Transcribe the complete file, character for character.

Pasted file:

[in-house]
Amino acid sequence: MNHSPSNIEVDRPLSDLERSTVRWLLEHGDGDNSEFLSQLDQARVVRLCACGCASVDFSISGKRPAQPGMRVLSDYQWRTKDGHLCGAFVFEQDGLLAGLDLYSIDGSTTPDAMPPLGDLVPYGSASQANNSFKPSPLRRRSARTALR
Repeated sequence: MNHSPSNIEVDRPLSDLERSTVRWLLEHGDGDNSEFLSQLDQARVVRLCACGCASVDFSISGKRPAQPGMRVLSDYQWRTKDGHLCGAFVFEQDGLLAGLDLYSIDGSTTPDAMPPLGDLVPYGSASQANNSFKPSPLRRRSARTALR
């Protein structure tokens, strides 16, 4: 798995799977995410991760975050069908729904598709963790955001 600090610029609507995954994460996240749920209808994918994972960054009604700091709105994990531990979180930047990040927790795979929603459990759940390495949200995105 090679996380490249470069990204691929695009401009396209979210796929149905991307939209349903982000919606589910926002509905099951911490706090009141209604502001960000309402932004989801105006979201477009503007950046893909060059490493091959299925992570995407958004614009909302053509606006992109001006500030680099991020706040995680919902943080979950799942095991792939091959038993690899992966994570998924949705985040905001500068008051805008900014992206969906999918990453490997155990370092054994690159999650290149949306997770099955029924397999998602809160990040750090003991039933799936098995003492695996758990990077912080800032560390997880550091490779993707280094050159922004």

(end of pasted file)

[in-house]
Amino acid sequence: MNHSPSNIEVDRPLSDLERSTVRWLLEHGDGDNSEFLSQLDQARVVRLCACGCASVDFSISGKRPAQPGMRVLSDYQWRTKDGHLCGAFVFEQDGLLAGLDLYSIDGSTTPDAMPPLGDLVPYGSASQANNSFKPSPLRRRSARTALR
Repeated sequence: MNHSPSNIEVDRPLSDLERSTVRWLLEHGDGDNSEFLSQLDQARVVRLCACGCASVDFSISGKRPAQPGMRVLSDYQWRTKDGHLCGAFVFEQDGLLAGLDLYSIDGSTTPDAMPPLGDLVPYGSASQANNSFKPSPLRRRSARTALR
């Protein structure tokens, strides 16, 4: 798995799977995410991760975050069908729904598709963790955001 600090610029609507995954994460996240749920209808994918994972960054009604700091709105994990531990979180930047990040927790795979929603459990759940390495949200995105 090679996380490249470069990204691929695009401009396209979210796929149905991307939209349903982000919606589910926002509905099951911490706090009141209604502001960000309402932004989801105006979201477009503007950046893909060059490493091959299925992570995407958004614009909302053509606006992109001006500030680099991020706040995680919902943080979950799942095991792939091959038993690899992966994570998924949705985040905001500068008051805008900014992206969906999918990453490997155990370092054994690159999650290149949306997770099955029924397999998602809160990040750090003991039933799936098995003492695996758990990077912080800032560390997880550091490779993707280094050159922004």